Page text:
Iranian and Syrian foreign ministers met in Tehran today on Monday, July 31. This meeting unfolds another chapter in the ongoing saga of Iran-Syria relations, signaling a new dawn in political and economic alignment. The trip heralds the arrival of Syrian Foreign Minister Faisal Mekdad, flanked by his counterparts in Foreign Trade, Communications, and a cohort of mid-level officials.
This diplomatic exchange seems to follow in the wake of recent bilateral discourse between Syria and Iran, aimed at rectifying inadequacies in economic cooperation. Sources in Syria attest that the delegation will pursue the implementation of the previously agreed road map, a byproduct of the Iranian President’s visit to Damascus.
Iranian government, post-Syrian conflict, has been a target of criticism by observers in Iran, with contentions centered on the apparent discrepancy between the heavy financial, human and military toll expended in the Syrian war against ISIS and the yield extracted from the Syrian market. The reestablishment of Syria’s diplomacy with Arab nations, rival to Iran, has amplified this narrative. The normalization of Turkey-Syria relations is seen as another tightening of the noose around Iran’s opportunities in Syria.
Signed into existence during President Ebrahim Raisi’s stay in Syria this past May were 15 cooperation documents that bring together Tehran and Damascus in various sectors. The documents reflect commitments to collaborative efforts in trade, oil, energy, technical and engineering endeavors, housing, transportation, free zones, communication technology, and disaster management.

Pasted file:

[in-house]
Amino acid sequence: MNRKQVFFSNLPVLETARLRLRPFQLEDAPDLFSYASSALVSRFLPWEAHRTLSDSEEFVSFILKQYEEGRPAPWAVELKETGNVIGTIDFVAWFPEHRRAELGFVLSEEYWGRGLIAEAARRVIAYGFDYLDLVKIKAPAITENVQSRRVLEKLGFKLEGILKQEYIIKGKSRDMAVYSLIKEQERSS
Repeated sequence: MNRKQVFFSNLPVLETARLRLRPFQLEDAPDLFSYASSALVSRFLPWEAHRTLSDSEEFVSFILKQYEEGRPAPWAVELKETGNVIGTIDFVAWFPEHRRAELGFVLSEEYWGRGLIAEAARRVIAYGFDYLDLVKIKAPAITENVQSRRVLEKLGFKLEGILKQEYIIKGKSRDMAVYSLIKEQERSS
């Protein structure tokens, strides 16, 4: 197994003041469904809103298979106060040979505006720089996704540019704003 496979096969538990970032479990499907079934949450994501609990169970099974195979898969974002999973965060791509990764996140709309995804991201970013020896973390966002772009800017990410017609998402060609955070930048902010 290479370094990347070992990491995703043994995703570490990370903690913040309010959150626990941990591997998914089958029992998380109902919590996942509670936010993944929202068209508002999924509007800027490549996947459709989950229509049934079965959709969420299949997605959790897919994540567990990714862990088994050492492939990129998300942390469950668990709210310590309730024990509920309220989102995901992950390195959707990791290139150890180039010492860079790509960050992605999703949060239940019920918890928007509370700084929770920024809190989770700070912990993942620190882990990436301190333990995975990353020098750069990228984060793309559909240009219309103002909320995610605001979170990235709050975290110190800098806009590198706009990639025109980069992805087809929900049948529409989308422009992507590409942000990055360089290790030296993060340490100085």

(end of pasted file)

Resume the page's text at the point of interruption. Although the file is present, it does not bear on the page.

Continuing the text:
Expert counsel urges the Iranian government to amplify the role of their private sector in Syria’s reconstruction. Commerce, residential construction, urban service projects, and large governmental initiatives all stand as domains wherein Iran-Syria ties could find increasing economic value. Yet, critiques linger of insufficient governmental support for Iran’s private sector participation in Syria’s recovery.
Assistance in Syria’s reconstruction, attributed to active government diplomacy and the freedom of action of private sectors, outmatches Iran’s modest contribution. Some view Syrian reticence as the culprit, while others attribute the imbalance to a lack of enthusiasm within the Iranian private sector. In spite of existing Iran-Syria contracts in oil, energy, and mining, Iran is yet to capitalize fully on these agreements.
Russia, courtesy of its military presence, partakes in significant Syrian projects including Tartus port development, oil and gas explorations in the Mediterranean, and mineral extraction – surfacing as a significant collaborator. Similarly, China has struck initial agreements for Syria’s entry into the expansive Belt and Road project.
The engagement between Faisal Mekdad and Hossein Amirabdollahian further acts as a testament to the joint-strategies between the two nations, as witnessed recently on the sidelines of the Non-Aligned Movement assembly in Baku. Mekdad’s visit to Iran in the past two years underscores Syria’s commitment to fostering diplomatic relations.